Worthing HS construction firm overcomes obstacles to land school building projects

Editor’s note: This profile is part of an occasional series on minority or women-owned companies that do business with HISD. The district’s minimum M/WBE goal levels are 20 percent for all levels of purchasing and construction, and 25 percent for professional services. In the 2007 bond program, that commitment reached nearly 34 percent. In the 2012 program, the contracts awarded to date reflect a nearly 51 percent M/WBE commitment.

Company Name: 3Ci

Headquarters: Dallas with a branch office in Houston

Number of employees: 75+

Years in business: 13

Answering the questions: Micheal Williams and Esther Francis, founders of 3Ci

Q. How did the business get started, and what kind of work does the firm focus on?

A. 3Ci is a construction firm founded by Micheal Williams of 3i Construction and Esther Francis of CBIC Construction & Development. We merged our firms to form 3Ci to bring together our collective experiences in the construction of educational facilities. 3Ci has renovated more than 60 schools in Texas and was the first African-American-owned firm in Dallas ISD’s history to build a new school from the ground up.

3Ci has developed a solid reputation for providing comprehensive project management services to both public and private clients. The company is 100 percent African-American-owned, 30 percent woman-owned, and HUB and City of Houston certified. Collectively, our team brings over 80 years of knowledge through our project management professionals. Our project portfolio includes civil, environmental, K-12, higher education, health care, transportation, aviation, sports entertainment, athletic complexes, general commercial, retail, and municipalities.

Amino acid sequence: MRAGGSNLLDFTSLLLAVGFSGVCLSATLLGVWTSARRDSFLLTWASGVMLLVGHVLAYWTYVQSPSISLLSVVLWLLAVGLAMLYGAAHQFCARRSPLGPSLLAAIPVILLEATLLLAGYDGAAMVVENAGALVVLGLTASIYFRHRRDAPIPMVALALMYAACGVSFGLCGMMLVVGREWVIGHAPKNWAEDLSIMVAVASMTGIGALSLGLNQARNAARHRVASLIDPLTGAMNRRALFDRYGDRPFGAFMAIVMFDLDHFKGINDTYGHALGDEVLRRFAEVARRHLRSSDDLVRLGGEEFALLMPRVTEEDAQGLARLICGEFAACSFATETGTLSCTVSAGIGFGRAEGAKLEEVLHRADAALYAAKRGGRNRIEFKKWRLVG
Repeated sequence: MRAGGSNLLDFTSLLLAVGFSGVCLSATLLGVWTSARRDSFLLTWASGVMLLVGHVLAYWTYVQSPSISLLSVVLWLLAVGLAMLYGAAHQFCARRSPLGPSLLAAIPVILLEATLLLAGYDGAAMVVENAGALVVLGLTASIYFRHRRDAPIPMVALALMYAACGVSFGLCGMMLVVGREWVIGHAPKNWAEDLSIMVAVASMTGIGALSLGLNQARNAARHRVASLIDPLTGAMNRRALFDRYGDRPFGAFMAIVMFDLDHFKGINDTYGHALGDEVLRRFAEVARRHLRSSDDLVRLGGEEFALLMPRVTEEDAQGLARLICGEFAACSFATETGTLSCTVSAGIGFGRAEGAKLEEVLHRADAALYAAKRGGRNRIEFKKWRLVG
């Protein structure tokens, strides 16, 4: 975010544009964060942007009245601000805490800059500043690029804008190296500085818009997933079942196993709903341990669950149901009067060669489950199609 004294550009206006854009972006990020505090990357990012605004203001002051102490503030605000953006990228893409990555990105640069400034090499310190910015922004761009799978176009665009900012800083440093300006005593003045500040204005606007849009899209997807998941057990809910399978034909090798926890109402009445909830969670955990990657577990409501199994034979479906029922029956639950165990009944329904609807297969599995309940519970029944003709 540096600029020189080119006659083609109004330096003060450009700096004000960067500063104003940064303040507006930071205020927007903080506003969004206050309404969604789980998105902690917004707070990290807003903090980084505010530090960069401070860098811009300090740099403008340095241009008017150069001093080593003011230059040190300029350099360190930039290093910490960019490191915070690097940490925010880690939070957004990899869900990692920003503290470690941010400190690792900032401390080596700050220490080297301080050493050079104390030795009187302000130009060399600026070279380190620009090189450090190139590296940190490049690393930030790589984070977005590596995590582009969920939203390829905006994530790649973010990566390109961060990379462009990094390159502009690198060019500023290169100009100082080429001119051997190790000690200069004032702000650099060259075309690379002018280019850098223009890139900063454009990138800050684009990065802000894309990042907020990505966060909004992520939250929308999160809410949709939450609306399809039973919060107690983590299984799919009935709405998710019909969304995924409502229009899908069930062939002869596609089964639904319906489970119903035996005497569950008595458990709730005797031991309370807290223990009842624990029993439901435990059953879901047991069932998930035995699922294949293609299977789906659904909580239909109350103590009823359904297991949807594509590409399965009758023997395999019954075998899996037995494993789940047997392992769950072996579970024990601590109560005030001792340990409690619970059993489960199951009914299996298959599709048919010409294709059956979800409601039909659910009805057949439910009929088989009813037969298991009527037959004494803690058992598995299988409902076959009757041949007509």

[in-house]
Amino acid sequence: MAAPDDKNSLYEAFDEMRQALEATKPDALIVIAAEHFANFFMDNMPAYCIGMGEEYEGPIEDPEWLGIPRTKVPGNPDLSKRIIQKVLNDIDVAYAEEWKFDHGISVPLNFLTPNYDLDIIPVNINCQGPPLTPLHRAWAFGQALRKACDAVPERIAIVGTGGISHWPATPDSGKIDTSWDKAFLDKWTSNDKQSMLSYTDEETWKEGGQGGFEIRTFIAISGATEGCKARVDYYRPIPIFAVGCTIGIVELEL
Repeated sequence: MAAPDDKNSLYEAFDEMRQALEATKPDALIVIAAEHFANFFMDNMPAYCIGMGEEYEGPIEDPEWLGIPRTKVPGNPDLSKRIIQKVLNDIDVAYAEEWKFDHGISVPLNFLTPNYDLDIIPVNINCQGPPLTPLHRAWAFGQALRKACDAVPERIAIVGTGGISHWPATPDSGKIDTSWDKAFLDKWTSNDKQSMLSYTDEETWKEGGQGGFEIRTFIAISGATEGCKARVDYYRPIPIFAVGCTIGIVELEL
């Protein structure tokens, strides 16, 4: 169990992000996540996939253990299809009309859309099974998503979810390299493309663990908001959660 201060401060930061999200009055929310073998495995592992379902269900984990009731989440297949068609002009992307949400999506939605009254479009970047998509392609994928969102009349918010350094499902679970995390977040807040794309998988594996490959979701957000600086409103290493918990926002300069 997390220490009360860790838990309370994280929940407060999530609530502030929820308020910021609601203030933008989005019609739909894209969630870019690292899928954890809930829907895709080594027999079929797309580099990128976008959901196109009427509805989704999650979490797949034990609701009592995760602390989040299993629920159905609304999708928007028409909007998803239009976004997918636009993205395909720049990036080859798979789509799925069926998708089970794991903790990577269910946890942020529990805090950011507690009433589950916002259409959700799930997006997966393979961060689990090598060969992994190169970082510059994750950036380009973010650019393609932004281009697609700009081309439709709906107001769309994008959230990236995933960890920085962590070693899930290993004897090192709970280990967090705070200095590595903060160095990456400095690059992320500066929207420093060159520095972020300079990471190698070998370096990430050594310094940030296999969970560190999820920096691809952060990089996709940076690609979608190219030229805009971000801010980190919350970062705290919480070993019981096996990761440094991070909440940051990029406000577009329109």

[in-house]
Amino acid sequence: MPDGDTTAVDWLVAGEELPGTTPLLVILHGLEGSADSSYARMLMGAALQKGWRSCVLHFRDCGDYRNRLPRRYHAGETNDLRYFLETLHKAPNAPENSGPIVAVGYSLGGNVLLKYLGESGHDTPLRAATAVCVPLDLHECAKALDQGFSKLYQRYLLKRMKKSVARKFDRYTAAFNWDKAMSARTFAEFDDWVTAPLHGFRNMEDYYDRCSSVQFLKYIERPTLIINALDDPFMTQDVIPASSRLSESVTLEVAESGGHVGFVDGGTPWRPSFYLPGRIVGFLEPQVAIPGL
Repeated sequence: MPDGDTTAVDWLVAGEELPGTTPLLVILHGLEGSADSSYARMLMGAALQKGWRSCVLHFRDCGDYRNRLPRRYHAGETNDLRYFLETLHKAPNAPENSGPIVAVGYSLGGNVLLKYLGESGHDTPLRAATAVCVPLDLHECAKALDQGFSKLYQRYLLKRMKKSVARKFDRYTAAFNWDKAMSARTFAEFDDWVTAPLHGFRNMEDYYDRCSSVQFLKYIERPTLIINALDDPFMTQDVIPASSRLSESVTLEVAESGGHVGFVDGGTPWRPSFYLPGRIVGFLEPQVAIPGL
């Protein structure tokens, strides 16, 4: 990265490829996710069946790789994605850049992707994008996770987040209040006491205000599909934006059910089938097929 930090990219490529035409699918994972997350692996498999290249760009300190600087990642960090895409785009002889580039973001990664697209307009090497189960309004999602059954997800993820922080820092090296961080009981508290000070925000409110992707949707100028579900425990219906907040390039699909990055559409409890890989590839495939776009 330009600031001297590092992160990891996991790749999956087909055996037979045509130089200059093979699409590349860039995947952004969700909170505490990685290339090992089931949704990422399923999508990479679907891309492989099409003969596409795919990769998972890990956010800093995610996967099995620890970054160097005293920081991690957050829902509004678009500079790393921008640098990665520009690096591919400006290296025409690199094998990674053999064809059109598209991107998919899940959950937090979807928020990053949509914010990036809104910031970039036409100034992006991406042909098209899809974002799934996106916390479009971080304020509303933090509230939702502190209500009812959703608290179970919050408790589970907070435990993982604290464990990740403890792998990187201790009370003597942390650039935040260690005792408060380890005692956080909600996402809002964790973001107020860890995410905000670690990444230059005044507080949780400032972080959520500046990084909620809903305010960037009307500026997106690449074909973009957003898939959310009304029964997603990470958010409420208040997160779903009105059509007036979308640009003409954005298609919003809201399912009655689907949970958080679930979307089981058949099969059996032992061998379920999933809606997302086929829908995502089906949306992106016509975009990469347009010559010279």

Q. What is your education/business background?

A. Williams is a graduate of Baylor University, the Tuck School of Business at Dartmouth College, and the Kellogg School of Management Executive Program at Northwestern University.

Francis is a graduate of Texas A&M University with a bachelor’s degree in construction science and a professional constructor certification from the American Institute of Constructors. Francis is also a graduate of the Goldman Sachs 10,000 Small Businesses program.

Q. Tell us about the contract you have been awarded to do business with HISD and what it entails?

HISD awarded B3Ci, a joint venture comprised of Balfour Beatty Construction and 3Ci, three Construction Manager at Risk contracts. We will be completing work at three Houston area high schools. As part of the 2012 bond program, our projects include a new two-story classroom building addition at Worthing High School and construction of a new High School for Law Enforcement and Criminal Justice on a new site. In addition to the bond projects, we will be building a new North Forest High School in north Houston.

We have been interfacing with HISD facilities staff, design professionals, school staff, students and community members to assist in developing the vision and construction of new 21st century schools in HISD. We are extremely excited to be working with our team members at Balfour Beatty, and they join us in enthusiasm. There is a true team spirit not just with 3Ci and Balfour but with HISD as well.